7m 2s
    9. Using the Bristle Brush preview
      7m 53s
    10. Bristles, Length, Thickness, and Stiffness
      6m 53s
    11. Stylus tilt and mouse behavior
      5m 25s
    12. Stroking a path outline with a brush
      4m 0s
    13. Troubleshooting a stylus
      5m 49s
    14. Introducing the Mixer Brush
      7m 22s
    15. The Load, Mix, and Wet values
      5m 1s
    16. Cleaning and loading a brush
      6m 26s
    17. Shading a piece of graphic art
      6m 34s
    18. Shading with color
      7m 53s
    19. Mixing a photographic portrait
      6m 11s
    20. Tracing the fine details in an image
      5m 52s
    21. Crosshatching and brush size
      5m 53s
    22. Covering up and augmenting details
      7m 36s
    23. Painting in hair and fabric
      5m 54s
    24. Painting and scaling very fine hairs
      8m 7s
    25. Adding texture with the Emboss filter
      8m 31s
    26. Exploiting a "happy accident"
      2m 46s
  9. 1h 40m
    1. Artificial intelligence that works
      1m 22s
    2. The Auto-Align Layers command
      7m 25s
    3. The Auto-Blend Layers command
      3m 54s
    4. Masking auto-aligned layers
      4m 50s
    5. The Geometric Distortion setting
      6m 44s
    6. The Seamless Tones and Colors checkbox
      4m 8s
    7. Creating the best possible layer mask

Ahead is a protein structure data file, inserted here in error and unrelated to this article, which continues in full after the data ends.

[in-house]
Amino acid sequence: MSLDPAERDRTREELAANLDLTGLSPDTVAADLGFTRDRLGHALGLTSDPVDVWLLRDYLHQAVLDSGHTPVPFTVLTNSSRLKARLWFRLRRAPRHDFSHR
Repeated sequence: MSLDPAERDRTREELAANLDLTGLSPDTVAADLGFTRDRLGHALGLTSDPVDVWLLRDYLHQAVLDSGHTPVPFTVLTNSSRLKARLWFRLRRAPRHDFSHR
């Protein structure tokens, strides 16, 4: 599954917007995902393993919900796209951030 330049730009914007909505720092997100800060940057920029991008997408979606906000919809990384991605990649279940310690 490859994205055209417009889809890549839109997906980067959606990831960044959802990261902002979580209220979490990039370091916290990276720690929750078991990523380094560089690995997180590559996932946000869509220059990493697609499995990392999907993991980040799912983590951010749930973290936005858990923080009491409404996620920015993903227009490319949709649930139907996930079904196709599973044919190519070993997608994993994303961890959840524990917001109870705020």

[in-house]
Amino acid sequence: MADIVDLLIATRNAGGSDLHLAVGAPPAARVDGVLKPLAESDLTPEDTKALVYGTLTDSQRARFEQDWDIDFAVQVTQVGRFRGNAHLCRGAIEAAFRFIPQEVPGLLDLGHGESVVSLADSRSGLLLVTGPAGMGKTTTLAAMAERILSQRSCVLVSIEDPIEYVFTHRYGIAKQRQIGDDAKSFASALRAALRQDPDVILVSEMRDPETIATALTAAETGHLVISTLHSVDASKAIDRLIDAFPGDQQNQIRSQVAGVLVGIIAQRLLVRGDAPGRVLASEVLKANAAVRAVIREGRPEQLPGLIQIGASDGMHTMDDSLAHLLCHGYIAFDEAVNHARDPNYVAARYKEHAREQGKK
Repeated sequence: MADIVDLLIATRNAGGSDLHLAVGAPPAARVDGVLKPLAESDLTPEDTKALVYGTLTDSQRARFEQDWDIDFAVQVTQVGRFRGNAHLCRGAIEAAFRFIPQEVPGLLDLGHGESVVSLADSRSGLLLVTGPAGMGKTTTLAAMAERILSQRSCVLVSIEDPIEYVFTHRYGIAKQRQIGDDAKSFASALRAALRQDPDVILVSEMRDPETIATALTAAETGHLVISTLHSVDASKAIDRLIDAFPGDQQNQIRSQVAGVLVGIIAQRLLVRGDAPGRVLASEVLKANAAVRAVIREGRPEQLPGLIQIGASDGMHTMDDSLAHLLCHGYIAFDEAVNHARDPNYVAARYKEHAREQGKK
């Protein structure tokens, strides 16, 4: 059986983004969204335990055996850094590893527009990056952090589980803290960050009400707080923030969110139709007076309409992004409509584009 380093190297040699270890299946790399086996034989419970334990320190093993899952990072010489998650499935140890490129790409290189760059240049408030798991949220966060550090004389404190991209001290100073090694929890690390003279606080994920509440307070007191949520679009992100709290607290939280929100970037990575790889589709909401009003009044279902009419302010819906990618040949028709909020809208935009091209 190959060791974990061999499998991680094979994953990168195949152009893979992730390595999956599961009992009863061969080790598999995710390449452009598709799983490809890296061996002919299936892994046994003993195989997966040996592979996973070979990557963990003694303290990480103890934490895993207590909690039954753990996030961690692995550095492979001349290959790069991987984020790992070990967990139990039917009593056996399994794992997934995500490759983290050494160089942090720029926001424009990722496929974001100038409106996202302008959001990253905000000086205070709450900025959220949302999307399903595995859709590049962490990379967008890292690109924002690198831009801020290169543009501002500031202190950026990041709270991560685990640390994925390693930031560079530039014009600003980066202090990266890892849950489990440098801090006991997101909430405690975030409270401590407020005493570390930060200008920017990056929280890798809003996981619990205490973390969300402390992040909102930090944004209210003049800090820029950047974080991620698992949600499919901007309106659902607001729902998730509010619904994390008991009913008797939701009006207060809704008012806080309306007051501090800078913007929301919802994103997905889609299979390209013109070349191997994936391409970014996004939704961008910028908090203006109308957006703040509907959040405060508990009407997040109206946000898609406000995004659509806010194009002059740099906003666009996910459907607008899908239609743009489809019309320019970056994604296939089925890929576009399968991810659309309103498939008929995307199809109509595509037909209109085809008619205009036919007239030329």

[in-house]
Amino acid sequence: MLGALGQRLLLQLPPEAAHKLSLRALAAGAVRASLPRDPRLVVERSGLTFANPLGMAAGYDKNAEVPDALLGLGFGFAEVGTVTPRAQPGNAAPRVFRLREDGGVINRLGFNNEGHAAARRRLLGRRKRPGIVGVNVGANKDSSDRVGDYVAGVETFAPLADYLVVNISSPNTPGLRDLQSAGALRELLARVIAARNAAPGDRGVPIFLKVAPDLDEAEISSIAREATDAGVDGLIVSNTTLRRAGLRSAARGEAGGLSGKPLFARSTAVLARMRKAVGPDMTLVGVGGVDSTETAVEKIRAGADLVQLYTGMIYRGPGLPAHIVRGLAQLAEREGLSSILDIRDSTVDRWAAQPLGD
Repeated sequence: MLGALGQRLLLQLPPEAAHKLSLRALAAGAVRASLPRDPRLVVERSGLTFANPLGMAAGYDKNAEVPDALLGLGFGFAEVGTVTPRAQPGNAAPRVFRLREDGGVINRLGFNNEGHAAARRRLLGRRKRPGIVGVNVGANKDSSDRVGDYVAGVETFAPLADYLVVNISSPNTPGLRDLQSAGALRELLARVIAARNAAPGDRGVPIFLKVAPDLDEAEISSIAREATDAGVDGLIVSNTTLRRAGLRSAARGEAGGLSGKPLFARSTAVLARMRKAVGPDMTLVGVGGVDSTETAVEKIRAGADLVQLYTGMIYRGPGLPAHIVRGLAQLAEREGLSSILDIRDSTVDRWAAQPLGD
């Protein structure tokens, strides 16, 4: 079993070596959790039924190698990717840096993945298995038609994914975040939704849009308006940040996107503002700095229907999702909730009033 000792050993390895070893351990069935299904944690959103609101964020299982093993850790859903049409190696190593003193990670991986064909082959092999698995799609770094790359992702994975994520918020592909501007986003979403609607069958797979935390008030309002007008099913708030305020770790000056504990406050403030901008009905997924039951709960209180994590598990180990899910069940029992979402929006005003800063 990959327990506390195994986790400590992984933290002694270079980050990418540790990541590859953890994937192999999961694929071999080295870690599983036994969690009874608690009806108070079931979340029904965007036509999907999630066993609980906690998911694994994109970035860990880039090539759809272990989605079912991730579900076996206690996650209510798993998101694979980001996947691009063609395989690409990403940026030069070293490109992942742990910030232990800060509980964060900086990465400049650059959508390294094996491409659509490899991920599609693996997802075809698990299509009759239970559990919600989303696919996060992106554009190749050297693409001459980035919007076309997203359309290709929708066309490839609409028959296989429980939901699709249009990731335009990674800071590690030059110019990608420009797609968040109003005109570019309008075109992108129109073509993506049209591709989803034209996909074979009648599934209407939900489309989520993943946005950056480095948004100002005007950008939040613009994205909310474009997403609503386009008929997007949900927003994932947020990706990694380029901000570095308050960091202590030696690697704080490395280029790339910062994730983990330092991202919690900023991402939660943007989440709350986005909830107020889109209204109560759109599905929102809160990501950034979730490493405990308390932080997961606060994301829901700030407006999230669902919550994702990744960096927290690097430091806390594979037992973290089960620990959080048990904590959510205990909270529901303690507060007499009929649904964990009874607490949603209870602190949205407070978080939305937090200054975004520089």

9m 18s
    8. Auto-blending depths of field
      5m 54s
    9. Finessing masks, accepting imperfections
      6m 29s
    10. Shooting and downsampling panorama images
      5m 54s
    11. Introducing the Photomerge command
      6m 40s
    12. Evaluating the Layout settings
      6m 47s
    13. Loading, aligning, and blending with Photomerge
      5m 36s
    14. Tracing and extracting seams
      7m 18s
    15. Adding a masked element into a panorama
      5m 55s
    16. Simplifying and correcting a panorama
      5m 58s
    17. Smart Filters and nondestructive cropping
      6m 43s
  10. 1h 18m
    1. The most mysterious of mysterious topics
      2m 29s
    2. Introducing HDR Toning
      6m 43s
    3. Reigning in clipped highlights
      5m 54s
    4. The Local Adaptation options
      9m 5s
    5. Nondestructive editing with HDR Toning
      8m 22s
    6. Using the HDR Toning Curve
      7m 2s
    7. HDR Toning vs. Shadows/Highlights
      6m 0s
    8. Merging multiple exposures
      7m 14s
    9. A first look at HDR Pro
      6m 24s
    10. Removing ghosts, correcting backlighting
      7m 11s
    11. Generating and editing an HDR comp
      7m 0s
    12. HDR rendered to completion
      5m 19s
  11. 1h 27m
    1. Processing hundreds of files in no time